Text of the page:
Touring New York City
Everyone knows New York! Even if you've never visited you've probably read about it in books such as Jonathan Letham's (which are all set in the City). If you haven't read about it, the chances are that one of the countless TV shows such as NYPD Blue, Friends, and Sex and the City has introduced you to a variety of its streets, apartment buildings, alleys and restaurants. Even if you missed these, you've probably seen it portrayed in some of the hundreds of movies filmed there, from classics such as Breakfast at Tiffany's and Barefoot in the Park to more recent films such as the Spiderman movies. At the very least, the chances are you've had your present and future financial status affected by Wall Street!
There is so much more to be known about NYC than can be found by visiting the main tourist attractions, although they are certainly as good a place as any to start. For example, many tourists will visit President Ulysses S Grant's Tomb, which is also the location of one of the City's most popular riddles (made famous by Groucho Marx's You Bet Your Life quiz), "Who's buried in Grant's Tomb"; The correct answer is, of course, no one - Grant and his wife are entombed, not buried.
Perhaps you already knew that Grant's resting place is the largest tomb in New York, in fact the largest tomb in the entire USA; but did you know that the burial plot of an 18th Century tot on Riverside Drive has the distinction of being the smallest cemetery in Manhattan?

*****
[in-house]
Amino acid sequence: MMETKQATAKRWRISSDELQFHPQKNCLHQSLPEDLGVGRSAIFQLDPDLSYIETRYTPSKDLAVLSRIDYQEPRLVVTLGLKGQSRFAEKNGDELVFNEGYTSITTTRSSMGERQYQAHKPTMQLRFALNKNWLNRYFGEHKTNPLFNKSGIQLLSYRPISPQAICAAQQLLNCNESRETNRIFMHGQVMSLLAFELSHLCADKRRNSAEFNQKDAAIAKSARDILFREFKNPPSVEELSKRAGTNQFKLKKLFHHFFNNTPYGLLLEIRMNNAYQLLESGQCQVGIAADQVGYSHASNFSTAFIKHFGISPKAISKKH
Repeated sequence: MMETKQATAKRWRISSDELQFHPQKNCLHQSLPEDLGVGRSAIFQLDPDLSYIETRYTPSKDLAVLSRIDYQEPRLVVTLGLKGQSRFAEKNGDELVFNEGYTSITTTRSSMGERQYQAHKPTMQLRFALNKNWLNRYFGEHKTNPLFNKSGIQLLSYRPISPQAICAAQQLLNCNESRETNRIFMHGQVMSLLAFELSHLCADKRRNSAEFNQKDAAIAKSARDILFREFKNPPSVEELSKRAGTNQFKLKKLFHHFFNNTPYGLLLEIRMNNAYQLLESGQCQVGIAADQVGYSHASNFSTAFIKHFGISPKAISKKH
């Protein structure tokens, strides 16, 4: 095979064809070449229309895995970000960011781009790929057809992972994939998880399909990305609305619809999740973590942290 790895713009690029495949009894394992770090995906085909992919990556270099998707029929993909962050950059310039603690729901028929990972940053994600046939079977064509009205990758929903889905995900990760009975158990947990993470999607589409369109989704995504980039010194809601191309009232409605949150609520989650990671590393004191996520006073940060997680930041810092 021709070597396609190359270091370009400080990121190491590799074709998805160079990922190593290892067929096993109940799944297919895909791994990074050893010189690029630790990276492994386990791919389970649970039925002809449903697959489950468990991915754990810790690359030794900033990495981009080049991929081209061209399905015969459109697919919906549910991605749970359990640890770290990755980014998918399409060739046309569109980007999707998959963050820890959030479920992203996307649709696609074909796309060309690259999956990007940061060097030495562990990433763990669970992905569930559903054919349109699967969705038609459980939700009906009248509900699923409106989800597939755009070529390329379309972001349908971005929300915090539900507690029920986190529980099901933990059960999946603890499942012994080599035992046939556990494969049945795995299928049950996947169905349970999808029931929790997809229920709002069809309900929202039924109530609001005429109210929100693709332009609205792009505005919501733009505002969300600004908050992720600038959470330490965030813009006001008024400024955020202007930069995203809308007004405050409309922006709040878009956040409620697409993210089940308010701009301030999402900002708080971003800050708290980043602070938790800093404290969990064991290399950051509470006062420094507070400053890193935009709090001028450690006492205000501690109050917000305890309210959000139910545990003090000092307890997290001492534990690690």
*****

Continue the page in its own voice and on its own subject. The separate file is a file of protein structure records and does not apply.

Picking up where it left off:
Like countless other cities across America, New York's personality is built upon generations of forgotten landmarks. For example, one block from the Federal Reserve Bank of New York is a tiny, little-known street called Gold Street; not named for its location close to the Fed but for the golden fields of corn that once grew on the now leveled Golden Hill. A visit to forgotten-ny.com gives a glimpse of a town whose personality even many Manhattanites wouldn't recognize; and a visit to BookBrowse's New York reading list (one of over 100 themed reading lists available to members) will uncover over a hundred exceptional books set in the State of New York, most of them in New York City - past, present, and even future.
If you'd like to introduce your children to the wonders of Manhattan, we recommend The Night Tourist which explores the City both above and below ground, often referencing Viele's 1874 map of Manhattan. And if you've ever wondered what Manhattan was like before it was a city, you can travel back in time with The Manhatta Project for a glimpse of the island in its natural state.
This article was originally published in October 2009, and has been updated for the
August 2010 paperback release.
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